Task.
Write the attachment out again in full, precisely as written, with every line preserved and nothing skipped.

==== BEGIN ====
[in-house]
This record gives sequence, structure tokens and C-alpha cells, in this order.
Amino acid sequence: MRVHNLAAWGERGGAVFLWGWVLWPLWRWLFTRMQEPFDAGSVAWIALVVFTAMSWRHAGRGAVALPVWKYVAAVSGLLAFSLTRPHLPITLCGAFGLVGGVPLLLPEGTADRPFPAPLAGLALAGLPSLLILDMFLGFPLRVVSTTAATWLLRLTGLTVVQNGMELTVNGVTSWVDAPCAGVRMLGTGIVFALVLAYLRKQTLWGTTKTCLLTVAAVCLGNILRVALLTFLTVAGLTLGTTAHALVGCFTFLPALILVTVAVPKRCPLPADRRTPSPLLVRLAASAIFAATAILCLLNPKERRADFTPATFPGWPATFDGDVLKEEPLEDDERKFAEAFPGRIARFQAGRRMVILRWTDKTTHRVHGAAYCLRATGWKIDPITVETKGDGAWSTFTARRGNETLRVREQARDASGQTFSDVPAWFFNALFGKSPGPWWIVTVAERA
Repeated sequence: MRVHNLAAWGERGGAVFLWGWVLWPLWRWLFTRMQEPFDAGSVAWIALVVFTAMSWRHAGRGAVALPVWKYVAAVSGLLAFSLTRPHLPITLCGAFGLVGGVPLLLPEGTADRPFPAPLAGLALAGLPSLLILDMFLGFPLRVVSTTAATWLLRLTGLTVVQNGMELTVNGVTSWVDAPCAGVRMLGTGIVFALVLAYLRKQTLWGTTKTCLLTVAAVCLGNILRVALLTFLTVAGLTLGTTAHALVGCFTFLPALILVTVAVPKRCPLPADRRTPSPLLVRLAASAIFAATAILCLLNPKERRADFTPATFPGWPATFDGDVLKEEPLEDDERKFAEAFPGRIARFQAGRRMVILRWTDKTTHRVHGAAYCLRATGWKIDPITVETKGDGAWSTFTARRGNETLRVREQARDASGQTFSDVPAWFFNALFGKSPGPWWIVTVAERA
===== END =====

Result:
[in-house]
This record gives sequence, structure tokens and C-alpha cells, in this order.
Amino acid sequence: MRVHNLAAWGERGGAVFLWGWVLWPLWRWLFTRMQEPFDAGSVAWIALVVFTAMSWRHAGRGAVALPVWKYVAAVSGLLAFSLTRPHLPITLCGAFGLVGGVPLLLPEGTADRPFPAPLAGLALAGLPSLLILDMFLGFPLRVVSTTAATWLLRLTGLTVVQNGMELTVNGVTSWVDAPCAGVRMLGTGIVFALVLAYLRKQTLWGTTKTCLLTVAAVCLGNILRVALLTFLTVAGLTLGTTAHALVGCFTFLPALILVTVAVPKRCPLPADRRTPSPLLVRLAASAIFAATAILCLLNPKERRADFTPATFPGWPATFDGDVLKEEPLEDDERKFAEAFPGRIARFQAGRRMVILRWTDKTTHRVHGAAYCLRATGWKIDPITVETKGDGAWSTFTARRGNETLRVREQARDASGQTFSDVPAWFFNALFGKSPGPWWIVTVAERA
Repeated sequence: MRVHNLAAWGERGGAVFLWGWVLWPLWRWLFTRMQEPFDAGSVAWIALVVFTAMSWRHAGRGAVALPVWKYVAAVSGLLAFSLTRPHLPITLCGAFGLVGGVPLLLPEGTADRPFPAPLAGLALAGLPSLLILDMFLGFPLRVVSTTAATWLLRLTGLTVVQNGMELTVNGVTSWVDAPCAGVRMLGTGIVFALVLAYLRKQTLWGTTKTCLLTVAAVCLGNILRVALLTFLTVAGLTLGTTAHALVGCFTFLPALILVTVAVPKRCPLPADRRTPSPLLVRLAASAIFAATAILCLLNPKERRADFTPATFPGWPATFDGDVLKEEPLEDDERKFAEAFPGRIARFQAGRRMVILRWTDKTTHRVHGAAYCLRATGWKIDPITVETKGDGAWSTFTARRGNETLRVREQARDASGQTFSDVPAWFFNALFGKSPGPWWIVTVAERA